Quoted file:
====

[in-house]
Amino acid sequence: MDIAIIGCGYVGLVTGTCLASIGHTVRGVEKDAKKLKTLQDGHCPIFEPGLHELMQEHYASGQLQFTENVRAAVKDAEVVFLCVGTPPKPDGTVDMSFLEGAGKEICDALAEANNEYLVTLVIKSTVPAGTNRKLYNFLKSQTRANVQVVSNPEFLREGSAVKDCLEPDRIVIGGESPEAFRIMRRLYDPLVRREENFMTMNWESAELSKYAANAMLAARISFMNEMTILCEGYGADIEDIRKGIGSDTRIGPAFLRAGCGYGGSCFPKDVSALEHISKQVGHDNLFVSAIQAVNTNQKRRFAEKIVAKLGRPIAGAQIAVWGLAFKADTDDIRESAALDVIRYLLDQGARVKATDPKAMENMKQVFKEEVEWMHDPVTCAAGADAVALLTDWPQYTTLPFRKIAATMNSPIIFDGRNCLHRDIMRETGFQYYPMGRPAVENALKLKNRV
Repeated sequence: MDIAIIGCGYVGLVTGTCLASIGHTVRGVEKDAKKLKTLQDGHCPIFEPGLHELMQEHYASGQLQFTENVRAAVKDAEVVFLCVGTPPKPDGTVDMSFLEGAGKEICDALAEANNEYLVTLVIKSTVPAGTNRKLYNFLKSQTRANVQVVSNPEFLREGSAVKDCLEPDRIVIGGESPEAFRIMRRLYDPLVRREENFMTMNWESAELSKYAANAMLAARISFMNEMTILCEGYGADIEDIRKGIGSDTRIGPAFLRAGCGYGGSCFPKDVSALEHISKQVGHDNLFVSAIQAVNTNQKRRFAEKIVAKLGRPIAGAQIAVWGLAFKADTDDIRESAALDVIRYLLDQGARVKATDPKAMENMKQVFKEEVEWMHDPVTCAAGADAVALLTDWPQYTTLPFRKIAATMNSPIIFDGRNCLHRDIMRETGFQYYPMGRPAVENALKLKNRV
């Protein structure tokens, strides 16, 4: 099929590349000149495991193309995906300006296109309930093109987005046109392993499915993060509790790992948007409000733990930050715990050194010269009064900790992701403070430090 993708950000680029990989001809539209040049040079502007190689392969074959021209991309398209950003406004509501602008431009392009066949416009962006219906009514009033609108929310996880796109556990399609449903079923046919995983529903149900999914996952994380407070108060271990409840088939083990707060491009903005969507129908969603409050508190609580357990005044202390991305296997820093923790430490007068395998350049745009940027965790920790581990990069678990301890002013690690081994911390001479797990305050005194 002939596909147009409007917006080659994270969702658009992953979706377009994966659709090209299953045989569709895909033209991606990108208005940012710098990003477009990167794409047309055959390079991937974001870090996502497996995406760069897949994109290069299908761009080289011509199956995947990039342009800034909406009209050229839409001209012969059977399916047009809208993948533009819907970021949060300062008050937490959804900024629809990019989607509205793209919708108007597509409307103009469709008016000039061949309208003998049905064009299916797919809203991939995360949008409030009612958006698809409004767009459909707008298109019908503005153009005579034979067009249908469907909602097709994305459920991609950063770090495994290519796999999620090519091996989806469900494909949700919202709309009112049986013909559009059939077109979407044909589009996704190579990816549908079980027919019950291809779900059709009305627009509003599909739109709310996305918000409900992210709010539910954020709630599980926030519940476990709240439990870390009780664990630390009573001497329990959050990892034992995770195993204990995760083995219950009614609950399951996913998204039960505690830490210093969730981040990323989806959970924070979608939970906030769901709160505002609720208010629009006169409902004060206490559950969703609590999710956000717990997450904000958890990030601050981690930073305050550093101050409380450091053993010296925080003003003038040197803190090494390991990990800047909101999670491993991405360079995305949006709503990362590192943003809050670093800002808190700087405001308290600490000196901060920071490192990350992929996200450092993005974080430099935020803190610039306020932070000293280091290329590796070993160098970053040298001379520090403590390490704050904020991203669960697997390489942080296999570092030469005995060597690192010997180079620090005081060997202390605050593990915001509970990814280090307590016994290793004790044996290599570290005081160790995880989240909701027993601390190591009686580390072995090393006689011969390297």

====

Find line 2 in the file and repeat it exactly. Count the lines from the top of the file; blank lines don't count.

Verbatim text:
Amino acid sequence: MDIAIIGCGYVGLVTGTCLASIGHTVRGVEKDAKKLKTLQDGHCPIFEPGLHELMQEHYASGQLQFTENVRAAVKDAEVVFLCVGTPPKPDGTVDMSFLEGAGKEICDALAEANNEYLVTLVIKSTVPAGTNRKLYNFLKSQTRANVQVVSNPEFLREGSAVKDCLEPDRIVIGGESPEAFRIMRRLYDPLVRREENFMTMNWESAELSKYAANAMLAARISFMNEMTILCEGYGADIEDIRKGIGSDTRIGPAFLRAGCGYGGSCFPKDVSALEHISKQVGHDNLFVSAIQAVNTNQKRRFAEKIVAKLGRPIAGAQIAVWGLAFKADTDDIRESAALDVIRYLLDQGARVKATDPKAMENMKQVFKEEVEWMHDPVTCAAGADAVALLTDWPQYTTLPFRKIAATMNSPIIFDGRNCLHRDIMRETGFQYYPMGRPAVENALKLKNRV